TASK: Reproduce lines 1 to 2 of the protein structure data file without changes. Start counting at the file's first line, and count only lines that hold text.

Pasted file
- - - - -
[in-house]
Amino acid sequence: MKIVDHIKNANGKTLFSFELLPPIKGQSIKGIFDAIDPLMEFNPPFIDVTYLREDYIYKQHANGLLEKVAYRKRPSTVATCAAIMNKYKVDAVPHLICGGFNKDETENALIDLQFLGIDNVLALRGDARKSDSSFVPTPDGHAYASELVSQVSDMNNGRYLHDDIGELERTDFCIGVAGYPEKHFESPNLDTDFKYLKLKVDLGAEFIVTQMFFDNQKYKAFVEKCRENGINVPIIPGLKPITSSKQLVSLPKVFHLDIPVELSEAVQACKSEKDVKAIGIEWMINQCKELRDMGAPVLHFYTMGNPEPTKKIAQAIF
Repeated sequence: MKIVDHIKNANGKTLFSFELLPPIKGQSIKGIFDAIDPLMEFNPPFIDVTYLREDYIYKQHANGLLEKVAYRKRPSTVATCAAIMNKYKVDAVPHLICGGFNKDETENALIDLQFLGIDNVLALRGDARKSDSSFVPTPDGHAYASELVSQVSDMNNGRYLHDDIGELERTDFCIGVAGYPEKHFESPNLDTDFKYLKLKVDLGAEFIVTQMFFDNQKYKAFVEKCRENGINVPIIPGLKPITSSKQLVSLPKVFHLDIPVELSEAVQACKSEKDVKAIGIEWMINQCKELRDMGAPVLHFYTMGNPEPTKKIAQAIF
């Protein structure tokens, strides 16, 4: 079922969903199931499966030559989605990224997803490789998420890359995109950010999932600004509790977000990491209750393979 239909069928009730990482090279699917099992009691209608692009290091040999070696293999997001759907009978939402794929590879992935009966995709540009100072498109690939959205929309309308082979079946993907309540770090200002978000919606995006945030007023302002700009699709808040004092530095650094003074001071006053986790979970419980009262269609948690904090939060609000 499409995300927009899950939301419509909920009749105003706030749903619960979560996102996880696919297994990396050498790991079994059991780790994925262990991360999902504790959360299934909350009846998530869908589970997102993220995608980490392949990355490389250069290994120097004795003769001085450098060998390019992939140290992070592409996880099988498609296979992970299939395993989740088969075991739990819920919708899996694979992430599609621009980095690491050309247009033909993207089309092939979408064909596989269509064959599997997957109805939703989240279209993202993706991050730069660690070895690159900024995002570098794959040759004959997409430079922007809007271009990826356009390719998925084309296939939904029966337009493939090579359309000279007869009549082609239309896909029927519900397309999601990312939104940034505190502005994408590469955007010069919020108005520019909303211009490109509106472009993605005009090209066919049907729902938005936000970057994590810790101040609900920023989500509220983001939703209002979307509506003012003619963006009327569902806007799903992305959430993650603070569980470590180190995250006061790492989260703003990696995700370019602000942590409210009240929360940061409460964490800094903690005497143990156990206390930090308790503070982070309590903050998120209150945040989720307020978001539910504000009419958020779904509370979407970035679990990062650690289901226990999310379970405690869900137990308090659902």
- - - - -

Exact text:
[in-house]
Amino acid sequence: MKIVDHIKNANGKTLFSFELLPPIKGQSIKGIFDAIDPLMEFNPPFIDVTYLREDYIYKQHANGLLEKVAYRKRPSTVATCAAIMNKYKVDAVPHLICGGFNKDETENALIDLQFLGIDNVLALRGDARKSDSSFVPTPDGHAYASELVSQVSDMNNGRYLHDDIGELERTDFCIGVAGYPEKHFESPNLDTDFKYLKLKVDLGAEFIVTQMFFDNQKYKAFVEKCRENGINVPIIPGLKPITSSKQLVSLPKVFHLDIPVELSEAVQACKSEKDVKAIGIEWMINQCKELRDMGAPVLHFYTMGNPEPTKKIAQAIF